MARCH 2013 – ISSUE NO. 9

Dr. Bill Lewis, director of AMRDEC’s Aviation Development Directorate, provided a briefing of the Joint Multi Role Technology Demonstrator, the Future Vertical Lift family of vehicles, and the Apache Block III to MG(P) James L. Huggins Jr., incoming Department of the Army G-3/5/7, during a January 2013 tour of AMRDEC. (U.S. Army photo by Merv Brokke)

so the workforce I have today has never designed a helicopter, has never designed an air vehicle of this nature. We’ve modified a lot of them; we’ve enhanced them; we’ve tweaked those. But we never have, from the ground up, done those kinds of preliminary detailed design processes to get to a new concept. I have to build a workforce that has the capability of doing that.” Typical working in Army aviation are

“On the battlefield, in 2040, autonomous systems are going to be doing a lot of things that manned aircraft are doing today.”
— Dr. Bill Lewis in the engineering fields of aerospace, mechanical, electrical, materials science and propulsion. Coming along in the future of flight, Lewis said, are the addition of computer engineers, because of the complexity of digital systems, and systems engineers. “The big piece about systems engineering is, it’s not about the transmission, it’s not about the engine, it’s not about the radio,” Lewis said. “It’s about how all those things work together, because the more digital, more cyber-physical we get in the process, the more the aircraft becomes a very highly interdisciplinary cross-coupled system. That system has to work at a system level.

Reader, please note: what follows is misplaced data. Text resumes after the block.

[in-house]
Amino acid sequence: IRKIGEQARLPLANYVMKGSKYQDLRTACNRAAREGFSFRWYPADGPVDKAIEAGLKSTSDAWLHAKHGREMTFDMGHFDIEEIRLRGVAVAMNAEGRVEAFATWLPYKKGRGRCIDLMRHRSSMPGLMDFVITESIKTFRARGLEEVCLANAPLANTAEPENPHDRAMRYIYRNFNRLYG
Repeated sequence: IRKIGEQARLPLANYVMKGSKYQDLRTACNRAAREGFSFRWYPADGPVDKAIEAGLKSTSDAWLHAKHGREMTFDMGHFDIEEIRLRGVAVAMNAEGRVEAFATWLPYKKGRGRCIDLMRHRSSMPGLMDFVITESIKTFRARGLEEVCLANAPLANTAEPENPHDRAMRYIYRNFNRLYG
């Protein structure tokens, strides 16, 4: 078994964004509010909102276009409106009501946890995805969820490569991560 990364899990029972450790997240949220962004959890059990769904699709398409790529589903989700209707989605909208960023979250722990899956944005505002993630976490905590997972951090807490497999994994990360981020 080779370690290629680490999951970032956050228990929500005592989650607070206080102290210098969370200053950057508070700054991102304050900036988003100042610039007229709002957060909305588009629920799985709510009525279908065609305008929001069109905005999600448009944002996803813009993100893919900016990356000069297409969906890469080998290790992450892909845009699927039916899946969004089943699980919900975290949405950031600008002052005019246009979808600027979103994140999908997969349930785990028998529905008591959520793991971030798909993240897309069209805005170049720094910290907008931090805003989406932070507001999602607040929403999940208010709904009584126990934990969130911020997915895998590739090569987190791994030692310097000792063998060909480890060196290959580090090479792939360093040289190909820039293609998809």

“That has to occur in our future systems, and that capability will exist, and we need people who understand the interdisciplinary nature of that engineering specialty,” said Lewis. To develop the workforce, Lewis has implemented preliminary design groups and mentoring programs. As a former systems engineer, it is his goal to impart to the current and next generations what he learned throughout his career and as a young engineer during the production of the OH-58D Kiowa in the 1980s. “I’m 60 years old. I’m not going to be around for a long time, relatively. So what I need to do is take the knowledge and experience I have and try to infuse that into the workforce so that they understand, without going through those exact processes, the logic, the rationale, the experience that they can utilize in going forward. A lot of that is documenting engineering processes and pieces, or talking about how you do a flight test or what kind of aircraft is suitable.” For the engineers who are working this program today. it’s their time in the spotlight. “This really is the time for a rotorcraft engineer to really cut their teeth, learn the business, get excited about what they do every day and reap the benefits of technologies that are out there just beyond the reach of what we’re doing today,” Lewis said. RELATED LINKS Online:


21 AMRDEC engineer is living the dream